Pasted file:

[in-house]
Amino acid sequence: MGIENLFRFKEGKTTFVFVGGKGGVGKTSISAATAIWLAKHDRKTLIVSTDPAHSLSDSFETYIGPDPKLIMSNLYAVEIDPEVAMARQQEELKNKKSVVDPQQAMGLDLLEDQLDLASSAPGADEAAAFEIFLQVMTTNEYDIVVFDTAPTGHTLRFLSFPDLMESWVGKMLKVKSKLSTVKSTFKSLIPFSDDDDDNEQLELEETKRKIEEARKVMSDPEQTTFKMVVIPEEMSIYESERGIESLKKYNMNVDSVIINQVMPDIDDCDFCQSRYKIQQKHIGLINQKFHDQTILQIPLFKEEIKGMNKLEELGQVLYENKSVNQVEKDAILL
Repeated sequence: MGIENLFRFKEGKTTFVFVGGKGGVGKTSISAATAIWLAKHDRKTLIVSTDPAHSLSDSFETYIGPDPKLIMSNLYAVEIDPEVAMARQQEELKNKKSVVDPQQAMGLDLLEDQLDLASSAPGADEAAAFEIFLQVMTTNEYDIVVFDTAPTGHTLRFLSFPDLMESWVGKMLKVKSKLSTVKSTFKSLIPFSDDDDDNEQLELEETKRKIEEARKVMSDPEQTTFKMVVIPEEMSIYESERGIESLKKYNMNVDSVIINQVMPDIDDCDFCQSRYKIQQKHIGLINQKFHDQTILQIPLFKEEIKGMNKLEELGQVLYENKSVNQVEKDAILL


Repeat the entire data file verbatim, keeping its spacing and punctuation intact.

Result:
[in-house]
Amino acid sequence: MGIENLFRFKEGKTTFVFVGGKGGVGKTSISAATAIWLAKHDRKTLIVSTDPAHSLSDSFETYIGPDPKLIMSNLYAVEIDPEVAMARQQEELKNKKSVVDPQQAMGLDLLEDQLDLASSAPGADEAAAFEIFLQVMTTNEYDIVVFDTAPTGHTLRFLSFPDLMESWVGKMLKVKSKLSTVKSTFKSLIPFSDDDDDNEQLELEETKRKIEEARKVMSDPEQTTFKMVVIPEEMSIYESERGIESLKKYNMNVDSVIINQVMPDIDDCDFCQSRYKIQQKHIGLINQKFHDQTILQIPLFKEEIKGMNKLEELGQVLYENKSVNQVEKDAILL
Repeated sequence: MGIENLFRFKEGKTTFVFVGGKGGVGKTSISAATAIWLAKHDRKTLIVSTDPAHSLSDSFETYIGPDPKLIMSNLYAVEIDPEVAMARQQEELKNKKSVVDPQQAMGLDLLEDQLDLASSAPGADEAAAFEIFLQVMTTNEYDIVVFDTAPTGHTLRFLSFPDLMESWVGKMLKVKSKLSTVKSTFKSLIPFSDDDDDNEQLELEETKRKIEEARKVMSDPEQTTFKMVVIPEEMSIYESERGIESLKKYNMNVDSVIINQVMPDIDDCDFCQSRYKIQQKHIGLINQKFHDQTILQIPLFKEEIKGMNKLEELGQVLYENKSVNQVEKDAILL